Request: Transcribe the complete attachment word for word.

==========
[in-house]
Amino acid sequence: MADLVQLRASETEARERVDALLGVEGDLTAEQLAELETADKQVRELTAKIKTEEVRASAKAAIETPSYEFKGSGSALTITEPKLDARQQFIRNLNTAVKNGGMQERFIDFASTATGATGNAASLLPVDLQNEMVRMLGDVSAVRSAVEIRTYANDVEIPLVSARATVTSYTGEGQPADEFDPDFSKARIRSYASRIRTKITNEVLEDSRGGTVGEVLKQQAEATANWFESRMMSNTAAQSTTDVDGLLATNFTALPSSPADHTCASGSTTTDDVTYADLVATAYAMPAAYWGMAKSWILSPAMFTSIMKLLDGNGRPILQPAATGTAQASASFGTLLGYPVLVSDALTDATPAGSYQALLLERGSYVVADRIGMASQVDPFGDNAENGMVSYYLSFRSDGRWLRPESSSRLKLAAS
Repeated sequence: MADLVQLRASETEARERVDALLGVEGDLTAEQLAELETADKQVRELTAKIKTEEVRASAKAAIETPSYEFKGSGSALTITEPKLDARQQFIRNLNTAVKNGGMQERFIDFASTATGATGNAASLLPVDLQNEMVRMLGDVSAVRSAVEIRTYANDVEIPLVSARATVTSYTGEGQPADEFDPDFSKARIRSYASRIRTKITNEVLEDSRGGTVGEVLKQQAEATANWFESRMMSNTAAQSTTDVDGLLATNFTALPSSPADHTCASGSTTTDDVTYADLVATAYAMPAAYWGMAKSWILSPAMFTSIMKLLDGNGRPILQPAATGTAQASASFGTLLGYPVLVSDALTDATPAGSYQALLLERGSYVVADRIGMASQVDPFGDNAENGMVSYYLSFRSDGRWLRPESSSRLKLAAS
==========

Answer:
[in-house]
Amino acid sequence: MADLVQLRASETEARERVDALLGVEGDLTAEQLAELETADKQVRELTAKIKTEEVRASAKAAIETPSYEFKGSGSALTITEPKLDARQQFIRNLNTAVKNGGMQERFIDFASTATGATGNAASLLPVDLQNEMVRMLGDVSAVRSAVEIRTYANDVEIPLVSARATVTSYTGEGQPADEFDPDFSKARIRSYASRIRTKITNEVLEDSRGGTVGEVLKQQAEATANWFESRMMSNTAAQSTTDVDGLLATNFTALPSSPADHTCASGSTTTDDVTYADLVATAYAMPAAYWGMAKSWILSPAMFTSIMKLLDGNGRPILQPAATGTAQASASFGTLLGYPVLVSDALTDATPAGSYQALLLERGSYVVADRIGMASQVDPFGDNAENGMVSYYLSFRSDGRWLRPESSSRLKLAAS
Repeated sequence: MADLVQLRASETEARERVDALLGVEGDLTAEQLAELETADKQVRELTAKIKTEEVRASAKAAIETPSYEFKGSGSALTITEPKLDARQQFIRNLNTAVKNGGMQERFIDFASTATGATGNAASLLPVDLQNEMVRMLGDVSAVRSAVEIRTYANDVEIPLVSARATVTSYTGEGQPADEFDPDFSKARIRSYASRIRTKITNEVLEDSRGGTVGEVLKQQAEATANWFESRMMSNTAAQSTTDVDGLLATNFTALPSSPADHTCASGSTTTDDVTYADLVATAYAMPAAYWGMAKSWILSPAMFTSIMKLLDGNGRPILQPAATGTAQASASFGTLLGYPVLVSDALTDATPAGSYQALLLERGSYVVADRIGMASQVDPFGDNAENGMVSYYLSFRSDGRWLRPESSSRLKLAAS